Smoke Trial Expert Testimony Barred
MIAMI (AP) - Bennett LeBow, the chief executive of Liggett Group Inc., broke ranks with the rest of the tobacco industry three years ago to say smoking is deadly and addictive.
Now his competitors want to keep him off the stand or severely limit what he can tell jurors in a landmark class-action case covering 300,000 to 700,000 sick Florida smokers.
The smokers are seeking a potential multibillion-dollar punitive damages verdict to punish Liggett and four other tobacco companies for decades of misconduct. The industry has argued no money should be awarded based on changes adopted by cigarette makers under a $254 billion commitment to settle state lawsuits.
Philip Morris attorney Dan Webb warned Wednesday of ``an end-of-the-world scenario'' if LeBow were allowed to testify broadly about his change of attitude.
``There is no question the contrast to the other tobacco companies is extraordinary,'' Webb told Circuit Judge Robert Kaye.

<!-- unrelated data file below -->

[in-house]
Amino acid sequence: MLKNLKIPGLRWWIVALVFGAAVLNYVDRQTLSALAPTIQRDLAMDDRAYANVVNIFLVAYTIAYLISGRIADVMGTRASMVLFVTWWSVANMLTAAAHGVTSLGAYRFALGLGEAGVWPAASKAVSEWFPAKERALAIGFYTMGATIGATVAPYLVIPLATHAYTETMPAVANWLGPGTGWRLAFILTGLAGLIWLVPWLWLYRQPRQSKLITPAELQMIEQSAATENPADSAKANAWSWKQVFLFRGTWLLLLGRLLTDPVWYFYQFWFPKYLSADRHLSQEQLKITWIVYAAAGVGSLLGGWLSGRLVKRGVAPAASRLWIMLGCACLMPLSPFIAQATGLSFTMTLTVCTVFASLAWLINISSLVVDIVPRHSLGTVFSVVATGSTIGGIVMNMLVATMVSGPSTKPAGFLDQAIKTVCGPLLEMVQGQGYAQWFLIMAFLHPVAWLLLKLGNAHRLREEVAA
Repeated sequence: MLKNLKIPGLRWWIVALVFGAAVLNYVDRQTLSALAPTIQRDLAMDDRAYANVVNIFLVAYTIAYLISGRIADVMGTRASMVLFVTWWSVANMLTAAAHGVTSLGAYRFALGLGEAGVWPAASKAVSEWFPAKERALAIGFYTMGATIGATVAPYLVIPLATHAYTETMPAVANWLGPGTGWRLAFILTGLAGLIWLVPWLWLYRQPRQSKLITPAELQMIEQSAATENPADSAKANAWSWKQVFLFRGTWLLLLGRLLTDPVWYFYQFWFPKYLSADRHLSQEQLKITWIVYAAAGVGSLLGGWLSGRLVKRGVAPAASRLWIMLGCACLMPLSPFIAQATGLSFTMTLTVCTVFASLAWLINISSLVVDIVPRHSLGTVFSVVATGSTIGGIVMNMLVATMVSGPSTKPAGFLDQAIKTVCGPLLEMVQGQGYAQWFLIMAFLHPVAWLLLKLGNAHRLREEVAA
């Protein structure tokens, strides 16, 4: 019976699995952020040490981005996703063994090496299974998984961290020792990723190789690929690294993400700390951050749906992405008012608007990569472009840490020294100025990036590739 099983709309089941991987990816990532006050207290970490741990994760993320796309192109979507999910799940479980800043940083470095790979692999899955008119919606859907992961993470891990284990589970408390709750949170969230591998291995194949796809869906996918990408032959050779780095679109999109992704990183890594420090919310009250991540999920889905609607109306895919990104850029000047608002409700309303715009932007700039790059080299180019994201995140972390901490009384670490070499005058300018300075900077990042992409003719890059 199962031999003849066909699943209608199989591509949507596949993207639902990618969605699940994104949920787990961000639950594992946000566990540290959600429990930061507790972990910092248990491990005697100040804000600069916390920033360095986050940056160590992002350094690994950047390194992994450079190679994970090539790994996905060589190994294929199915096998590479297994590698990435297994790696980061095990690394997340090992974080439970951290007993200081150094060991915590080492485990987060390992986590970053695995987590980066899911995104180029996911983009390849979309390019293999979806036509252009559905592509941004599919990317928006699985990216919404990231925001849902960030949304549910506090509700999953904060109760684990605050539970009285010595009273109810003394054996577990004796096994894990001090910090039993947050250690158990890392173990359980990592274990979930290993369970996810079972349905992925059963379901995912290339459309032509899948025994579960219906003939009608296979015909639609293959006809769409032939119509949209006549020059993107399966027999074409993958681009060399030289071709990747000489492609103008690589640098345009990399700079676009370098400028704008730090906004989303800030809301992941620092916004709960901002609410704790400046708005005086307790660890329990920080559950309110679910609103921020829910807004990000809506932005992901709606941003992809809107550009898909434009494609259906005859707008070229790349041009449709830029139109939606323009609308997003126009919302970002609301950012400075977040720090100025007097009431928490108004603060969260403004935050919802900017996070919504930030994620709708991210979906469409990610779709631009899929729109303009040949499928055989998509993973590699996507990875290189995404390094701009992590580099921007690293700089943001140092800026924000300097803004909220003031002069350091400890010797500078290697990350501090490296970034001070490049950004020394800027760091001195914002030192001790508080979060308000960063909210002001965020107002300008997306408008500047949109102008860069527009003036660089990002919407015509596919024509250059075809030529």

Webb suggested keeping Liggett witnesses off the stand for now, having the jury reach a verdict on the other four cigarette makers and bringing the jury back to hear from people like LeBow.
Smokers' attorney Stanley Rosenblatt called it ``one of the worst suggestions I've heard in a long time.''
Kaye promised to consider both issues Thursday.
The other defendants previously lost an attempt to go on trial without Liggett, claiming an almost adversarial relationship on the same side.
Liggett in 1997 settled lawsuits with what then were just 22 states suing the industry, turning over thousands of secret documents concerning smoking's health risks to use as evidence against its competitors.
The jury already has decided the industry makes a deadly, defective product and awarded $12.7 million in compensatory damages to three smokers.
Smokers' witnesses have testified the industry can raise $150 billion to $157 billion to pay a punitive award.
Besides Liggett and Philip Morris, the other defendants in the case are Brown & Williamson Tobacco Corp., Lorillard Tobacco Co. and the industry's defunct Council for Tobacco Research and Tobacco Institute.